Everything Old is New Again – ACT Announces its Return to the 2-12 Essay Scale
The ACT announced this week that they were abandoning the 1-36 scoring on their optional essay and returning to its 2-12 scale. As we noted in a previous blog post, the ACT faced various criticisms and difficulties when they introduced the new 1-36 scale for their fall 2015 and spring 2016 tests. This change back to the 2-12 scale for the fall 2016 tests is their attempt to address those concerns.
Here is the link to the ACT’s press release announcing the change:
One of the criticisms of the 1-36 scale was that students’ essays scores often seemed lower than their overall composite scores and more specifically lower than their multiple choice English score. By returning back to the 2-12 scale and moving away from the 1-36 scale, a direct comparison of the essay score to the other sections of the test becomes more challenging. For example, students who were in the 85% received a score of 8/12. On the 1-36 scale, that same 85% became a 24/36, which was often significantly lower than the composite score. That score of 24 created a lot of concern among students and families that it would raise a red flag for college admissions officers that the previous, equivalent score of 8 did not generate.
Is the ACT essay scoring problem fixed?
Returning to the 2-12 essay scoring system should help clarify what constitutes a good essay score and reduce some of the anxiety that surrounded the 1-36 scale.
The problem, however, remains with how the essays are scaled. The ACT is maintaining the rubric that it developed when it changed the essay score to the 1-36 scale. This rubric consists of four different criteria (ideas & analysis, development & support, organization, language use & conventions) each scored by two readers on a 1-6 scale. Thus, the essay’s raw score is still out of 48 points, and the ACT is dividing that score by four to convert it to the 2-12 scale and rounding accordingly. One of the issues that emerged with the new rubric and the 1-36 scale was that subtle differences in scoring between the two readers could dramatically the overall scaled score. Unfortunately, because the ACT is still using the same rubric and scoring guidelines, even though it is now on the 2-12 scale, that problem still exists. For example, a student whose readers scored the essay a 3, 3, 3, 3 and 4, 4, 3, 3 would receive a raw score of 26 and a scaled score of 7 (6.5 rounded up). This score of 7 is the 59%. Another student who wrote a very similar essay and received scores of 3, 3, 3, 3 and 4, 3, 3, 3 would receive a raw score of 25 and a scaled score of 6 (6.25 rounded down). This score of 6 is the 39%.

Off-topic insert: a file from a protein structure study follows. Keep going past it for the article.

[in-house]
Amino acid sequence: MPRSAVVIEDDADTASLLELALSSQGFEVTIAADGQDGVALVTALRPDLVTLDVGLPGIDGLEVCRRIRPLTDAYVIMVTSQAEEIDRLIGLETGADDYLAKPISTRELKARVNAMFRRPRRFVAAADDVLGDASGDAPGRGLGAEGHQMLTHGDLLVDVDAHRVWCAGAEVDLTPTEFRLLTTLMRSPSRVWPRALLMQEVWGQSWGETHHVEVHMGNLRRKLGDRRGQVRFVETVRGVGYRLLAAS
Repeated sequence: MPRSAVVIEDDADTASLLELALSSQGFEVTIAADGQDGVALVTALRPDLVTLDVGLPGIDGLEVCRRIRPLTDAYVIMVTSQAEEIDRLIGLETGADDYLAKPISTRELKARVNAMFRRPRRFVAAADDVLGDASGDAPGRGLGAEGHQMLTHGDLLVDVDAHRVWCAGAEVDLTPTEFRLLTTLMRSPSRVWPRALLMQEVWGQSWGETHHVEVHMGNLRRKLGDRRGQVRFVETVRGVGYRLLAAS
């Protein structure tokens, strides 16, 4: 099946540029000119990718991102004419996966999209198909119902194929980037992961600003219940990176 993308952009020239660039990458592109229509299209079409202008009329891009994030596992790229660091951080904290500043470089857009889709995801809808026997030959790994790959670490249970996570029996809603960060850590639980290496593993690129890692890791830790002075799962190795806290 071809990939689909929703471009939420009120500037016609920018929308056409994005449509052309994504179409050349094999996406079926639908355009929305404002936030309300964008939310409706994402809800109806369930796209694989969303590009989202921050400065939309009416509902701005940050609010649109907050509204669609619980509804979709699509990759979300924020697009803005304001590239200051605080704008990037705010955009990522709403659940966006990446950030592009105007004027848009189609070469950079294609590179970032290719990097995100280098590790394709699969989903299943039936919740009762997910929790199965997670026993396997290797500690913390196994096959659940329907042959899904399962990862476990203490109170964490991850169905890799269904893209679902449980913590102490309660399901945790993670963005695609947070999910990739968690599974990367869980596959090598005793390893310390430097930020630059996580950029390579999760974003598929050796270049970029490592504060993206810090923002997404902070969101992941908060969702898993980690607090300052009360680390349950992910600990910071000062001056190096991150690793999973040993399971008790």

Now that the essay is back to the 2-12 scale, is there a concordance table?
Yes. The ACT released a white paper describing ways to compare the scores from essays on the 2-12 and 1-36 scales.
Here is the link and a simple table to compare the scores: http://www.act.org/content/dam/act/unsecured/documents/WhitePaper_5_Ways_to_Compare_Writing_Scores.pdf
How are colleges going to use these newly scored essays?
The answer remains unclear. Even with the new scoring system, colleges are most likely still taking a wait and see approach to the ACT essay and are waiting to collect more internal data to determine its usefulness in college admissions. With yet another change to its essay announced, it will be interesting to see if an even greater number of colleges who previously required the essay, will now make it optional. Furthermore, with all of the changes and the back and forth with the scoring, it is difficult to imagine that those colleges who are still requiring the essay will put much stock in the score. Between the application essays and the student transcript, colleges have other criteria to evaluate a student’s writing abilities.
Should students still register for the ACT with writing?
While the essay’s importance in the college admissions process remains murky, we are recommending that students register for the ACT with writing. There are still a number of colleges that require the essay, and we want to ensure that students have all of their bases covered in case they end up adding a school to their list that requires the essay.
Please do not hesitate to reach out to us with any questions about strategies for writing the ACT essay or questions about how it is scored. We will be sure to add updates as more information becomes available or pass on any other changes as they are announced.